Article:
Monday, 13 December 2010

Stopping tobacco

'Giving up smoking is the easiest thing in the world. I know because I've done it thousands of times.'
Mark Twain

About five weeks ago I stopped smoking tobacco. It was quite easy, involving no real suffering. I know, Mark Twain said 'giving up' was easy, but 'giving up' is doomed to fail, because you're depriving yourself of a source of pleasure. In my view, one of the purposes of being alive is to enjoy the pleasures of the flesh. Generally, if something is pleasurable, I see no reason to deny it to myself on a dubious promise that I may live a little longer. So, my giving-up efforts with tobacco were short-lived, and marked by the misery of the internal civil war brought on by self-denial.

Of course, like Austin Spare, you can make magical use of the stress of giving up. Spare would cast a spell, then place his cigarettes on an 'altar', denying himself that pleasure until he got his result. So, if you're going to put yourself through the pain of self-denial, at least do it in the service of some really worthwhile goal!

This time I stopped, rather than gave up. I used the method of Allen Carr (no, not the toothy TV comic), in his book 'How to Stop Smoking the Easy Way'. ( In 40 years of smoking and 13 of attempting to stop, it's the only method I've found that makes sense to me. I didn't manage to sustain the internal civil war of willpower, for the reasons outlined above. Methods based on fear are also non-starters - you only have to stand outside a hospital for a short while to notice that not only visitors but also staff are unmoved enough by the imminence of grisly death to be smoking their lungs out between witnessing terminal sickness. Warnings simply don't work.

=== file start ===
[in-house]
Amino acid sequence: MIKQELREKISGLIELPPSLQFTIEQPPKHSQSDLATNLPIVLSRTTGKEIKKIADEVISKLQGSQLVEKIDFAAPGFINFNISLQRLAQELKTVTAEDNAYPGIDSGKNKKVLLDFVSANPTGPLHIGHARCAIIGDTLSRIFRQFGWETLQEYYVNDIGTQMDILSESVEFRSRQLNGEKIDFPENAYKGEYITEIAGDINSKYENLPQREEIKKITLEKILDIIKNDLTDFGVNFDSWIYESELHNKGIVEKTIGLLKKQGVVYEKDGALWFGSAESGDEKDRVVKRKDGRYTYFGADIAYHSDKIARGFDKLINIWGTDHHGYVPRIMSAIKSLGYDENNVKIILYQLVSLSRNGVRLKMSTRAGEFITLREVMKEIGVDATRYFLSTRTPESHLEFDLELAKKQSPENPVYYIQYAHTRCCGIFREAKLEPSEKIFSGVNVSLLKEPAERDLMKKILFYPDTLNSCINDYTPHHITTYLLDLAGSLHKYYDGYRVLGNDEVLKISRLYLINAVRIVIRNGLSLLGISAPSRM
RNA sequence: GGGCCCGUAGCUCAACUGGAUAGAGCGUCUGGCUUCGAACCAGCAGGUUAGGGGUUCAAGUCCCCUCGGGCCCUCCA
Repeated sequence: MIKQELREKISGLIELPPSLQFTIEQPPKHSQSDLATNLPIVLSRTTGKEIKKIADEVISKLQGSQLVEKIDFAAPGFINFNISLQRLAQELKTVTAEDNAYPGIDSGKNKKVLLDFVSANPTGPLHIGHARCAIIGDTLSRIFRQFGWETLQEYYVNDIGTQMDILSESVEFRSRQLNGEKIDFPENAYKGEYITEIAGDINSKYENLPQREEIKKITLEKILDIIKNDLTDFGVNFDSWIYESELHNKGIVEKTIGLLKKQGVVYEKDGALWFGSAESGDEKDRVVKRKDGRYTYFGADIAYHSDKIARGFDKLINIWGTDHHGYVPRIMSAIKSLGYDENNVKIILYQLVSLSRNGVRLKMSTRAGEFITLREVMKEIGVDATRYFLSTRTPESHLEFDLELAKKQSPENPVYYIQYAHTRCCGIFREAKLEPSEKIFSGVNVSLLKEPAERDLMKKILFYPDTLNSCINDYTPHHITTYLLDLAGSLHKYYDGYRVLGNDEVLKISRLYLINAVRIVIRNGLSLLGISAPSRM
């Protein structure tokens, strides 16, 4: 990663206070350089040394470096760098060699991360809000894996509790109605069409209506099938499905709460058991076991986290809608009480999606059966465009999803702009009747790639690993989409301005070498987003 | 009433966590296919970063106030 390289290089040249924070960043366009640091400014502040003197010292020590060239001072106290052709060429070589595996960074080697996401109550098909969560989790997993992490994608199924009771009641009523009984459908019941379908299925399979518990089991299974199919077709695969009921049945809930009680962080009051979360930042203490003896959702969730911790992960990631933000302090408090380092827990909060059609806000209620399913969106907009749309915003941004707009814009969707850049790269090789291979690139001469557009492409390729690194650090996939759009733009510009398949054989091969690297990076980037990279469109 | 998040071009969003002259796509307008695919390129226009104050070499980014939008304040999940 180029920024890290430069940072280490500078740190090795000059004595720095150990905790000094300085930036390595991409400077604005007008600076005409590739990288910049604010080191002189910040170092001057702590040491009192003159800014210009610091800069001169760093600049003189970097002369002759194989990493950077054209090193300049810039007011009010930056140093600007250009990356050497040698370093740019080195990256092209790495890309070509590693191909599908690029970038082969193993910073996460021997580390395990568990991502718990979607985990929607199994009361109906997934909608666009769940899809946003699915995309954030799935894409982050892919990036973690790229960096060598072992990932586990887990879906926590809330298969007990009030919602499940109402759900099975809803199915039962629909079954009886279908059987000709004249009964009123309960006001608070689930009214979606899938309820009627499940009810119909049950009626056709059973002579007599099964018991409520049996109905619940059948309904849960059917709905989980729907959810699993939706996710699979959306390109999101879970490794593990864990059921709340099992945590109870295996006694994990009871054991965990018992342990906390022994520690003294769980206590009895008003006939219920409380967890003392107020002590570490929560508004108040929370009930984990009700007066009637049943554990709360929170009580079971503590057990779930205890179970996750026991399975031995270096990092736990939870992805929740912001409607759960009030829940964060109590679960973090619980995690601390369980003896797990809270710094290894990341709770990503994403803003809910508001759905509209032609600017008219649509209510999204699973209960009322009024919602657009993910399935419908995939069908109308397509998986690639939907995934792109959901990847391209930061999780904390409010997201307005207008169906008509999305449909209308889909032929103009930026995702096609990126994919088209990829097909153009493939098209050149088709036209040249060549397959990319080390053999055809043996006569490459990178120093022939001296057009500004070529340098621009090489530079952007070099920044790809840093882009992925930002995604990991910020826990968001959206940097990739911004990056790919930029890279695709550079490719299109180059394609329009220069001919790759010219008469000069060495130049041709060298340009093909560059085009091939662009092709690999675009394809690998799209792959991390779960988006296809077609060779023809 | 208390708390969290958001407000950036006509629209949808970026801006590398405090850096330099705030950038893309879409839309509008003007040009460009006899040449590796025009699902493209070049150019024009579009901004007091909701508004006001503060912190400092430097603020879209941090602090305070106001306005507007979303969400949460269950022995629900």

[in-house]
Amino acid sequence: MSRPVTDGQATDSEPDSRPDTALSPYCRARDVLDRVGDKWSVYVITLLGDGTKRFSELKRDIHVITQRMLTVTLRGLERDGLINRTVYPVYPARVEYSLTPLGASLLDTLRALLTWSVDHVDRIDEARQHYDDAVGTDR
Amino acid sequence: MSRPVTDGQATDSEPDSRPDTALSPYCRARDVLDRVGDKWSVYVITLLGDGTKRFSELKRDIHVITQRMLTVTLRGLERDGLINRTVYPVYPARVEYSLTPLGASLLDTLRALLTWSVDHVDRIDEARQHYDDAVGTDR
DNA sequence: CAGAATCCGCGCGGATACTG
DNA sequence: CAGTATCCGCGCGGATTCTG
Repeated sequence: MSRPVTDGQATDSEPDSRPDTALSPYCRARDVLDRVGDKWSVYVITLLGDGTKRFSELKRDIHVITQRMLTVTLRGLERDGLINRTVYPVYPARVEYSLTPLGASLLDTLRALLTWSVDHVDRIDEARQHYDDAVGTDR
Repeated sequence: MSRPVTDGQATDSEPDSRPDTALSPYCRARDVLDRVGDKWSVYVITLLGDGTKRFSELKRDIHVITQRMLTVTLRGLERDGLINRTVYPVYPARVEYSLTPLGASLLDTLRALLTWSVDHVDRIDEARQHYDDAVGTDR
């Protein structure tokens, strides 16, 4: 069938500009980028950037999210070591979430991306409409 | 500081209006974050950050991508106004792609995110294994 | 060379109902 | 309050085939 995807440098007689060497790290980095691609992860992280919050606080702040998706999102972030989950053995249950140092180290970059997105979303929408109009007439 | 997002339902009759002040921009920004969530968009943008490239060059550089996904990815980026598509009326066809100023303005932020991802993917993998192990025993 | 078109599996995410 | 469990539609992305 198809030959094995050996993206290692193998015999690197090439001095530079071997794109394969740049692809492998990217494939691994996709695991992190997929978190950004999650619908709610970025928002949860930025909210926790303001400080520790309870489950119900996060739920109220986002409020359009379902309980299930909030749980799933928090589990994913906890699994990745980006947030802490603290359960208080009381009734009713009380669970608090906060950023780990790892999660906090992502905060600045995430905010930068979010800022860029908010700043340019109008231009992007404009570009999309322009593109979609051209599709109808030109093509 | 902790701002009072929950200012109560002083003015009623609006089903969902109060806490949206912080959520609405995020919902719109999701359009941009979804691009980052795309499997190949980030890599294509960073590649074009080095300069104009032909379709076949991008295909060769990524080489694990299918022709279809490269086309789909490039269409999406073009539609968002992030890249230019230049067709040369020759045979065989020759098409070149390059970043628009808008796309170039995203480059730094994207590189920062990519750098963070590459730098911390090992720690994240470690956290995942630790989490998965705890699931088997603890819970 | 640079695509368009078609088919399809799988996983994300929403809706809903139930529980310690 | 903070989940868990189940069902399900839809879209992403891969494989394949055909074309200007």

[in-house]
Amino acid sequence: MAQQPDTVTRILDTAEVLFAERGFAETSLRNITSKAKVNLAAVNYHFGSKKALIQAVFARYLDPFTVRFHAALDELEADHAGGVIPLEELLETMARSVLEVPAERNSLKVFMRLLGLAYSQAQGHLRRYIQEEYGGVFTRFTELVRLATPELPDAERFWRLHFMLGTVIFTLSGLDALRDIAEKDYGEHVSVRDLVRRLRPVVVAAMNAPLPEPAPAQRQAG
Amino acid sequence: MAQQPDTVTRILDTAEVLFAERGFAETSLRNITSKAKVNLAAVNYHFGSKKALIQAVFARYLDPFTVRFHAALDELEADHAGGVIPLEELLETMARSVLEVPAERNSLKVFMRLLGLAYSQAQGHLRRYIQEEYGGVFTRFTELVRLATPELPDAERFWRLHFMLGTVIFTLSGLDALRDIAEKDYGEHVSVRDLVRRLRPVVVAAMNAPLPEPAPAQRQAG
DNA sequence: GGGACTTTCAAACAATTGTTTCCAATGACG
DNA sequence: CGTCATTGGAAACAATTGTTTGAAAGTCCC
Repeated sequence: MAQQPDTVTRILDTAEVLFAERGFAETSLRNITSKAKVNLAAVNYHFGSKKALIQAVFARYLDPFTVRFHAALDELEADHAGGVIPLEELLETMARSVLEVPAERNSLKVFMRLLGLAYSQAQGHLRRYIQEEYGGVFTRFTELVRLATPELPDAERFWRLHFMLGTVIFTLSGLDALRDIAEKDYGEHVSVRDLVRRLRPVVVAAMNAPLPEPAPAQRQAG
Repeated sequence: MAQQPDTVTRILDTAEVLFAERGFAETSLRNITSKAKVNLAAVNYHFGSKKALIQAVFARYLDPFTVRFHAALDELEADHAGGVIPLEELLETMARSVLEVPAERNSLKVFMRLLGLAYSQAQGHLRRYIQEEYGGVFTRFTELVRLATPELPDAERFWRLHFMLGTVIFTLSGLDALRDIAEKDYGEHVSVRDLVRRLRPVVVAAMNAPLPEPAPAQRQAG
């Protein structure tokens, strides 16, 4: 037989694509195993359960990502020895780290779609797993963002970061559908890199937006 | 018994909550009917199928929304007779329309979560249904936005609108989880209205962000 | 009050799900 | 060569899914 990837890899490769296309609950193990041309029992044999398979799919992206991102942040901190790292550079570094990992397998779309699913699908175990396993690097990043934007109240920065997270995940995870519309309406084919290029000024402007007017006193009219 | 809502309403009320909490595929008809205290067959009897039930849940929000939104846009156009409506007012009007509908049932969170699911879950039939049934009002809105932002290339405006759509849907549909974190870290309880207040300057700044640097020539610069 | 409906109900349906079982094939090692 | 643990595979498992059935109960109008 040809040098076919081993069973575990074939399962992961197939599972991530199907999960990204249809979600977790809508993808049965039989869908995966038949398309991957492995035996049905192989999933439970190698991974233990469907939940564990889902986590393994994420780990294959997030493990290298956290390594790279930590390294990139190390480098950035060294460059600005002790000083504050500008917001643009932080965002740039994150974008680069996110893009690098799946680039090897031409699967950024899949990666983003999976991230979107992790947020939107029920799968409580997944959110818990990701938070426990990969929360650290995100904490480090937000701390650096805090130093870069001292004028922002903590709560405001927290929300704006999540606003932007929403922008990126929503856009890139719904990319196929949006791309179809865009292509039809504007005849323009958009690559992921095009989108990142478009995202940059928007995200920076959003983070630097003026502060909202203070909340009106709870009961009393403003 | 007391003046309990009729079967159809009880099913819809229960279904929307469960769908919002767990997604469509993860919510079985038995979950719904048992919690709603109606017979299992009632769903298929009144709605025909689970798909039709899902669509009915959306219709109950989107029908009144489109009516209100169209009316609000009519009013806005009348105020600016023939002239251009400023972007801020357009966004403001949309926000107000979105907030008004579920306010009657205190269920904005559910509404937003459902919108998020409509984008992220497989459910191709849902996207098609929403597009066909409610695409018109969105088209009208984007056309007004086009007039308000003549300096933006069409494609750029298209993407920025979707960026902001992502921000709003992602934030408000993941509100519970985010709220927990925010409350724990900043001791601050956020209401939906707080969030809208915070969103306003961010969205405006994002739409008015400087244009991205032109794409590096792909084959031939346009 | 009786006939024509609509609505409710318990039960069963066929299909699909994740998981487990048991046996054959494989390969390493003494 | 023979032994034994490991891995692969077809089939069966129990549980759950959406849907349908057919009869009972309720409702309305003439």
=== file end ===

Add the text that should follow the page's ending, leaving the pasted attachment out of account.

Carr's method starts where all the others leave off. He doesn't require you to give up anything. In stead, you stop doing something to yourself that isn't even pleasurable. If you can convince yourself you don't enjoy smoking, you're home and dry.

The first time, I managed it for four and a half years. Then, one night in New York City, it occurred to me that a cigar would go splendidly with my glass of Knob Creek bourbon. My gracious host indicated a temperature-controlled humidor, and before I had time to regret it, I had a perfectly-kept Havana in my hand. Three months later, I was still feeling deprived, and the habit crept back.

It took me three years to get back on top of the situation and stop again. Had I known how easy it would be, I wouldn't have waited so long.

The craving has died down now. The key for me was realising how little I enjoyed it and how short the addiction cycle is: there is virtually no physical addiction - as Carr points out, smokers abstain for 8, 9 or 10 hours every night, between the last fag and the first of the day. The cycle is: smoke, nicotine leaves body, desire resumes, is satisfied briefly, and so on. The entire physiology of nicotine 'addiction' is a cycle of less than an hour in length.

This was really apparent this last time: there really was no physical distress, even on the first day. In the weeks since I stopped, I've had a few moments of craving, especially after a couple of glasses of wine, but it's been easy to believe it when I tell myself I would get nothing but a very short-lived buzz of nausea, numbness and swooping hypoglycaemia, followed by a vague desire for some more.

What keeps the whole habit afloat is what we tell ourselves about what we're feeling in the time between smokes. There is no physiology standing in the way of quitting, which is why substitution with patches or gum or e-cigs is a poor strategy, merely prolonging the agony. And yet substitution is the current medical fashion, and what the NHS bases all advice for would-be quitters on. Medics and policy-makers, arise and read Allen Carr!!!

Friday, 10 December 2010

A O Spare on YouTube